Wcalc Technical Notes



The models used by Wcalc are either closed form or psuedo-closed form models. In cases where an exact solution of the electromagnetic fields exists, for example in the coaxial transmission line or infinitely thin conductor stripline case both with ideal conductors, then the exact solution is used. In all other cases, various approximate solutions have been applied.

Many of the approximate solutions (found in the literature, not developed by the Wcalc author) have been developed by optimizing an approximating function to match a reference value obtained through exhaustive numerical solutions to Maxwell's equations. The approximating functions are typically chosen so they approach known analytic solutions in extreme cases. These models are typically much much to complex for manually applying with a hand calculator but are trivially simple for a modern or even not so modern computer to solve. This makes Wcalc be very fast. In many cases the error in the approximation is less than the error due to physical tolerances. However, one should heed any warnings issued to Wcalc when physical dimensions are outside the usual range for accuracy.

Incremental Circuit Model

The transmission line structures analyzed by Wcalc currently are all either transverse electromagnetic (TEM) or quasi-TEM lines and are modeled by the incremental circuit model shown below.

[Incremental Circuit Model]

Before applying this model, it is important to understand some of the limitations. In general, the equations for characteristic impedance and velocity are derived assuming perfect conductors (resistivity of the material is zero). Then conductor loss is added with the assumption that the fields are not significantly changed by the finite conductance of the metal.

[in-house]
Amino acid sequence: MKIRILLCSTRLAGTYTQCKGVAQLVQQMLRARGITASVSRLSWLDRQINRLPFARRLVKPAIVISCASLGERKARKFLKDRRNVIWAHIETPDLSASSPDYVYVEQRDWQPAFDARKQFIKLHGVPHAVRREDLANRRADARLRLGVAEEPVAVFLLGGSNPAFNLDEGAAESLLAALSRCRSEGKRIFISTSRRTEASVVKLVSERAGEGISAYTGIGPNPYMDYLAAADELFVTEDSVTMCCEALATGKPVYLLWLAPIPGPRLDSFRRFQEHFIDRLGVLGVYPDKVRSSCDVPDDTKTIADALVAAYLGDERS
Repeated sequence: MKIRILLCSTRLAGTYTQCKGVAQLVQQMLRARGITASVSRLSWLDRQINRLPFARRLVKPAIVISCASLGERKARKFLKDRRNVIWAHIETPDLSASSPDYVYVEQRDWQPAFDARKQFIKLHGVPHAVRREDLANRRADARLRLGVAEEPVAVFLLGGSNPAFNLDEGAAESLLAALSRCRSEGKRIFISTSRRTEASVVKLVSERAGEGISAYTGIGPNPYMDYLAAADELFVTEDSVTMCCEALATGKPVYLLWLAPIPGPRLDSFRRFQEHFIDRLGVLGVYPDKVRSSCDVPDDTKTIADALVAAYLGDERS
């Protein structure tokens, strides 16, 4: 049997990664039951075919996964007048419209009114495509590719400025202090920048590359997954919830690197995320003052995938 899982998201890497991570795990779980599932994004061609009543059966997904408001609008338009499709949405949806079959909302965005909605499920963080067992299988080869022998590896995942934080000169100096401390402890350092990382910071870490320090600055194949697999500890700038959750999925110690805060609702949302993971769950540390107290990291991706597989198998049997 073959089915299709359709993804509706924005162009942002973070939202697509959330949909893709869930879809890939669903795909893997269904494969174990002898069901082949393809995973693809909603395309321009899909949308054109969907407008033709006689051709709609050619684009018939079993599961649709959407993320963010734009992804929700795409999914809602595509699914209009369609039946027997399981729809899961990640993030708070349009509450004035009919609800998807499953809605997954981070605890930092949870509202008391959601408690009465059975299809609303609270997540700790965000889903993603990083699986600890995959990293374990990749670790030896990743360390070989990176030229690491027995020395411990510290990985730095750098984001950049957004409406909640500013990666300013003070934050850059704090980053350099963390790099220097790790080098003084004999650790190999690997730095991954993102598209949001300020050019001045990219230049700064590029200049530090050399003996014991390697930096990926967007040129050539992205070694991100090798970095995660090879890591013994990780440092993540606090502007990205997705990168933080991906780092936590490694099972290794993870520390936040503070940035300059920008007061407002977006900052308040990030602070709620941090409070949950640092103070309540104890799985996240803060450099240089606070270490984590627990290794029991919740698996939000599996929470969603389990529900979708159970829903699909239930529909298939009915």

This approach works well for the capacitance per length of line calculation. This is because when a static potential is applied to the line, there is no current flow in the x or y directions. We are assuming that the line is uniform in the z-direction so that the x-y geometry fully specifies the line cross section. The implication of this is that the microstrip model or coupled microstrip model can accurately predict capacitance of circuit board traces at low frequencies.

Inductance calculations, in contrast to capacitance calculations, are a bit more complex. Consider the case of the coaxial transmission line shown below.

[Coaxial Transmission Line]
The standard analysis found in text books assumes that the current flows in an infinitely thin sheet at the surface of the conductors. Ampere's law tells us that the magnetic fields are confined to the dielectric layer in between and the calculation of inductance yields the usual inductance per length for coax. This inductance per length may be calculated directly using the quasi-static fields or by calculating capacitance and finding the inductance from the capacitance and velocity of a TEM line.

At low frequencies, the inductance found based on TEM transmission line models becomes incorrect. This is because at low frequencies, the current is not confined to a thin sheet at the conductor surfaces but rather is distributed across the conductor. This modifies the magnetic fields and changes the inductance. Currently Wcalc does not do anything to account for this effect. If you are designing circuits where you plan on doing things like using a short (compared to 1/4 wavelength) line as an inductor, you must be concerned with this effect. The good news is that the quality factor of the inductance formed by a line at low frequencies is usually low enough to discourage its use anyway.

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